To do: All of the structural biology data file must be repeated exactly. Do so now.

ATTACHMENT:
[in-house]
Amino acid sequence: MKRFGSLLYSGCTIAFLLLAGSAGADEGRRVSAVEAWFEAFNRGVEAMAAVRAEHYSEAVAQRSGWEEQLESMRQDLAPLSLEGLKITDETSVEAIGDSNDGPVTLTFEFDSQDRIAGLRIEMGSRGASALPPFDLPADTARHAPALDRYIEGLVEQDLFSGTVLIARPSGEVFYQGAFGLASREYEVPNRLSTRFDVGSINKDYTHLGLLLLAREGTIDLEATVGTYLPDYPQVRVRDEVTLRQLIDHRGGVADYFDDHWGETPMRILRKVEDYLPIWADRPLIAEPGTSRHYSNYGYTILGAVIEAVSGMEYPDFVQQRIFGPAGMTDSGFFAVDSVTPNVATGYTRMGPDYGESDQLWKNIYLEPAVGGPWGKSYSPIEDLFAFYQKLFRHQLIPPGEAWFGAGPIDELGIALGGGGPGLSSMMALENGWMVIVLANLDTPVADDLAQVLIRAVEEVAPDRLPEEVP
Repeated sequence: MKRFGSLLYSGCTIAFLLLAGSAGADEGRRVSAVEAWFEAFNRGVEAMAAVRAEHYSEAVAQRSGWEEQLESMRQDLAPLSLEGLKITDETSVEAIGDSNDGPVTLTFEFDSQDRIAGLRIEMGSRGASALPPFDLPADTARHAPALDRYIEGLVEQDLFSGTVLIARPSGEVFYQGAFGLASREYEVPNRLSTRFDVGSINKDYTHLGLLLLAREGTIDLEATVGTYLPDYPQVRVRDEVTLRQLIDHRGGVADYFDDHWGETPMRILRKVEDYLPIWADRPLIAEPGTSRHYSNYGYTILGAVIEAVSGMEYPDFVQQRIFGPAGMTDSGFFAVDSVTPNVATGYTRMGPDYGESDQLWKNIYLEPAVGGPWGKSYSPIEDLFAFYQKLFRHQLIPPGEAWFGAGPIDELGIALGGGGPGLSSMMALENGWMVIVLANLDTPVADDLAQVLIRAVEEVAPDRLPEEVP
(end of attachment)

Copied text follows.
[in-house]
Amino acid sequence: MKRFGSLLYSGCTIAFLLLAGSAGADEGRRVSAVEAWFEAFNRGVEAMAAVRAEHYSEAVAQRSGWEEQLESMRQDLAPLSLEGLKITDETSVEAIGDSNDGPVTLTFEFDSQDRIAGLRIEMGSRGASALPPFDLPADTARHAPALDRYIEGLVEQDLFSGTVLIARPSGEVFYQGAFGLASREYEVPNRLSTRFDVGSINKDYTHLGLLLLAREGTIDLEATVGTYLPDYPQVRVRDEVTLRQLIDHRGGVADYFDDHWGETPMRILRKVEDYLPIWADRPLIAEPGTSRHYSNYGYTILGAVIEAVSGMEYPDFVQQRIFGPAGMTDSGFFAVDSVTPNVATGYTRMGPDYGESDQLWKNIYLEPAVGGPWGKSYSPIEDLFAFYQKLFRHQLIPPGEAWFGAGPIDELGIALGGGGPGLSSMMALENGWMVIVLANLDTPVADDLAQVLIRAVEEVAPDRLPEEVP
Repeated sequence: MKRFGSLLYSGCTIAFLLLAGSAGADEGRRVSAVEAWFEAFNRGVEAMAAVRAEHYSEAVAQRSGWEEQLESMRQDLAPLSLEGLKITDETSVEAIGDSNDGPVTLTFEFDSQDRIAGLRIEMGSRGASALPPFDLPADTARHAPALDRYIEGLVEQDLFSGTVLIARPSGEVFYQGAFGLASREYEVPNRLSTRFDVGSINKDYTHLGLLLLAREGTIDLEATVGTYLPDYPQVRVRDEVTLRQLIDHRGGVADYFDDHWGETPMRILRKVEDYLPIWADRPLIAEPGTSRHYSNYGYTILGAVIEAVSGMEYPDFVQQRIFGPAGMTDSGFFAVDSVTPNVATGYTRMGPDYGESDQLWKNIYLEPAVGGPWGKSYSPIEDLFAFYQKLFRHQLIPPGEAWFGAGPIDELGIALGGGGPGLSSMMALENGWMVIVLANLDTPVADDLAQVLIRAVEEVAPDRLPEEVP